Sex allocation and male fitness gain in a colonial, hermaphroditic marine invertebrate

Michael A. Mccartney

Research output: Contribution to journalArticlepeer-review

30 Scopus citations


While simultaneous hermaphroditism occurs in most animal phyla, theories for its adaptive significance remain untested. Sex allocation theory predicts that combined sexes are favored in sedentary and sessile organisms because localized gamete dispersal and local mate competition (LMC) among gametes promote decelerating fitness 'gain curves' that relate male investment to reproductive success. Under this LMC model, males fertilize all locally available eggs at low sperm output, additional output leads to proportionally fewer fertilizations, and combined sexes with female-biased sex allocation are favored. Decelerating male gain curves have been found in hermaphroditic flowering plants, but the present paper reports the first analysis in an animal. The colonial hermaphroditic bryozoan Celleporella hyalina forms unisexual male and female zooids that can be counted to estimate absolute and relative gender allocations. I placed 'sperm donor' colonies-each with different numbers of male zooids, and each homozygous for diagnostic allozyme alleles-among target maternal colonies on field mating arrays, and estimated donor fertilization success by scoring allozyme markers in target-colony progeny. Fertilization success increased with numbers of donor male zooids, but linear and not decelerating curves fit the data best. Mean sex allocation was not female biased, consistent with nondecelerating male gain. Sperm donors, moreover, did not monopolize matings as expected under high LMC, but rather shared paternity with rival colonies. Hence localized water-borne gamete dispersal alone may not yield decelerating male gain and favor the maintenance of hermaphroditism; relaxed sperm competition in low density populations might also be required. In free-spawning marine organisms, males cannot control access to fertilizations, intense sperm competition may be commonplace, and high male sex allocation may be selected to enhance siring success under competition.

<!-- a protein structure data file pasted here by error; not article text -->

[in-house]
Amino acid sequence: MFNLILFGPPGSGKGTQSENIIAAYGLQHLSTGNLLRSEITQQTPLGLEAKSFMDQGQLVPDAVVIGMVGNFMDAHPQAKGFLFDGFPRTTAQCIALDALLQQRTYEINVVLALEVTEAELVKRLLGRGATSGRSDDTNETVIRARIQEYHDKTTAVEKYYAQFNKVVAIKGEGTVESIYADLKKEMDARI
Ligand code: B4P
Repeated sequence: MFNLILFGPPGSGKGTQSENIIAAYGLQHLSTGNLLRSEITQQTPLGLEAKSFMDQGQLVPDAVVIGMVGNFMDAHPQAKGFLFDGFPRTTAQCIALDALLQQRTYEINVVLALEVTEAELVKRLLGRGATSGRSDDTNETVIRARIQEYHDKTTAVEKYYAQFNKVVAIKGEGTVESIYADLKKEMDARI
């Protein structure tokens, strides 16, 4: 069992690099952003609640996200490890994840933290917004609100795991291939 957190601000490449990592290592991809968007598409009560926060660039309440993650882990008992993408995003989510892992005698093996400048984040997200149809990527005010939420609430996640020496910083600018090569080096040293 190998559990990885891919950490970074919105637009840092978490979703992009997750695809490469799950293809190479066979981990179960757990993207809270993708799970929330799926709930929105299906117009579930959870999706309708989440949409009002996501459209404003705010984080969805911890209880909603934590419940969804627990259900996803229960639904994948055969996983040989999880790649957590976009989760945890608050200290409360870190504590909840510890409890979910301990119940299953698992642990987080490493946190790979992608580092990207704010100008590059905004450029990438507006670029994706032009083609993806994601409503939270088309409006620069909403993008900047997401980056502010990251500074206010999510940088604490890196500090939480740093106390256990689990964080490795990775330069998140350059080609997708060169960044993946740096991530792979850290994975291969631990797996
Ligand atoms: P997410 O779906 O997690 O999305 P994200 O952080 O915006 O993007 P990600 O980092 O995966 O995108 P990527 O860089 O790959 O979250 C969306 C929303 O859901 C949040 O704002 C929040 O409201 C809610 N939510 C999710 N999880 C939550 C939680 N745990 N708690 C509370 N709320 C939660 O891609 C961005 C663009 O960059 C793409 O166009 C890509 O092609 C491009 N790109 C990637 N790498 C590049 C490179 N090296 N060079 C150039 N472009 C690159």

Original languageEnglish (US)
Pages (from-to)127-140
Number of pages14
Issue number1
StatePublished - Feb 1997
Externally publishedYes


  • Bryozoan
  • fertilization success
  • hermaphroditism
  • male reproductive success
  • sex allocation
  • sperm competition


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